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Firmware images

Initial considerations

Updatable firmware images

To update firmware, you need three things:

  • A bootloader. When the microcontroller is on, it automatically executes from the start address, which on many Mbed boards is at memory address 0x0 at the beginning of the flash. The bootloader is typically placed at this location, so it gets the control first when the device boots. The bootloader is never updated. It is the singular piece of code that guarantees that only a valid firmware image ever loads on the device.

  • A metadata header: Contains information about the firmware, which the bootloader uses to validate the firmware before loading it. The metadata header is generated from the firmware image in two conditions:

    1. When you build the initial firmware image, a build tool generates the metadata header and combines the firmware image with the bootloader and the metadata header, into a single large binary.
    2. When Update client performs a firmware update, Update client generates a metadata header for the new candidate firmware image.
  • A firmware image: Contains the OS, Update client and the user application.

Delta images

After you have an initial image on your device, you can generate a delta image for following update campaigns. A delta image contains the information necessary to create the new image from the old one. This means you only need to transmit the delta, not a full new image, to the device. Delta update can save bandwidth and energy for NB-IoT devices, or when installing large firmware images with only small code changes. Using a delta image can also reduce the amount of time needed for an update campaign. Delta images support the priority field.

Note: Delta update is compatible with Device Management Client 3.2 and later.

Note: Delta update is not compatible with Device Management Client Lite.

You need two tools to build a delta image:

  • The delta tool, which compares two firmware images and creates a file outlining the differences between them, as well as information Update client needs to put those changes in the right place.
    • For your own project, you can copy the delta-tool folder to the example application directory to any suitable place, and add that project under the application you are compiling.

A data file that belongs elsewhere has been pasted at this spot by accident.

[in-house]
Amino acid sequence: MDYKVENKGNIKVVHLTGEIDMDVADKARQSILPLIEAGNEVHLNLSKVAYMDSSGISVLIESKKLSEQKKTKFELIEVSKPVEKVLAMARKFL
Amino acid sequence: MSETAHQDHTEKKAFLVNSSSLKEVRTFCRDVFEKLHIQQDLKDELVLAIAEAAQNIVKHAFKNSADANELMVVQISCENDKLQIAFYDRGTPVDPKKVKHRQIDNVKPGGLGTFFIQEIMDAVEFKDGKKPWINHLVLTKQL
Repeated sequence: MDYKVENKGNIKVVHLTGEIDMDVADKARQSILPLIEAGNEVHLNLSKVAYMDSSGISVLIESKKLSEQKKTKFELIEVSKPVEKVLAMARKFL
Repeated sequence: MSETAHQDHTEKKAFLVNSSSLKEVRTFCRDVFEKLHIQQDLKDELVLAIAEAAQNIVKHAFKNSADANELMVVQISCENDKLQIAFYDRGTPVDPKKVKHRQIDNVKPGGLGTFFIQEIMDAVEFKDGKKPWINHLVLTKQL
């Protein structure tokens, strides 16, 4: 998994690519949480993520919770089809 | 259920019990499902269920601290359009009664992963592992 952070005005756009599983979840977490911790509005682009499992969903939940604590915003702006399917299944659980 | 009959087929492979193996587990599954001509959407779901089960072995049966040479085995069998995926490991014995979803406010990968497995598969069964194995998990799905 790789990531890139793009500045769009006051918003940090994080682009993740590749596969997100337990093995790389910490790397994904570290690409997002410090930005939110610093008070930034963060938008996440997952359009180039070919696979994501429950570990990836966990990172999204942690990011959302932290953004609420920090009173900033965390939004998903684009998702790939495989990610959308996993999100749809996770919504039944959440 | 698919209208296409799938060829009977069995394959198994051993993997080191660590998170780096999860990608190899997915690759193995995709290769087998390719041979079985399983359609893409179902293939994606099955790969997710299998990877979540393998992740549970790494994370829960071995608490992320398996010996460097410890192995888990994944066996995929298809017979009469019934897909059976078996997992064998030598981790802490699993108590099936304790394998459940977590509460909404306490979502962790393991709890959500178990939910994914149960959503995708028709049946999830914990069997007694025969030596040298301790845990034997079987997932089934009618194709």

• Add delta-tool/* to .mbedignore. Otherwise, because the delta tool and Update client share code, having both in the same directory will cause compilation issues.
  • The latest manifest tool.

You need access to the full image currently running on the device, as well as the full images of any previous versions for which you want to create a delta.

For more information, see the full tutorial on creating delta images and manifests.

Update client and the bootloader

Update client writes new firmware in a location the bootloader can access. The bootloader's primary responsibility is to check there were no errors while Update client was writing the new firmware. To achieve this, the bootloader performs the following actions:

  1. Checks the integrity of the active firmware by calculating the hash of the active image and comparing it to the one in the metadata header.

  2. Handles new images, if any exist:

    1. Checks the integrity of each new image (if any exist) by checking the hash against its corresponding metadata header.

    2. If newer, applicable images exist, the bootloader copies the newest image to the active application memory region.

  3. Forwards the control to the start of the application binary. The application containing Update client has now gained control and can receive further updates.

The Update client in the application is inactive until it receives a notification from one of its update sources. The Update client does not require a specific transport. We provide a LwM2M source for manifests and an HTTP source for firmware. With the LwM2M source, Update client supports push notifications from the Device Management Update service; the notification is the manifest for the update. Next, Update client:

  1. Downloads the new manifest (if the manifest was not a push notification).
  2. Verifies the manifest authenticity and applicability.
  3. Parses the manifest to obtain the firmware URI.
  4. Fetches the firmware from one of its update sources.
  5. Writes the firmware into a spare image slot in storage.
  6. Reboots and hands control back to the bootloader.

Building firmware

This step only builds the application; the bootloader remains untouched. The application must follow the same memory layout as the original application.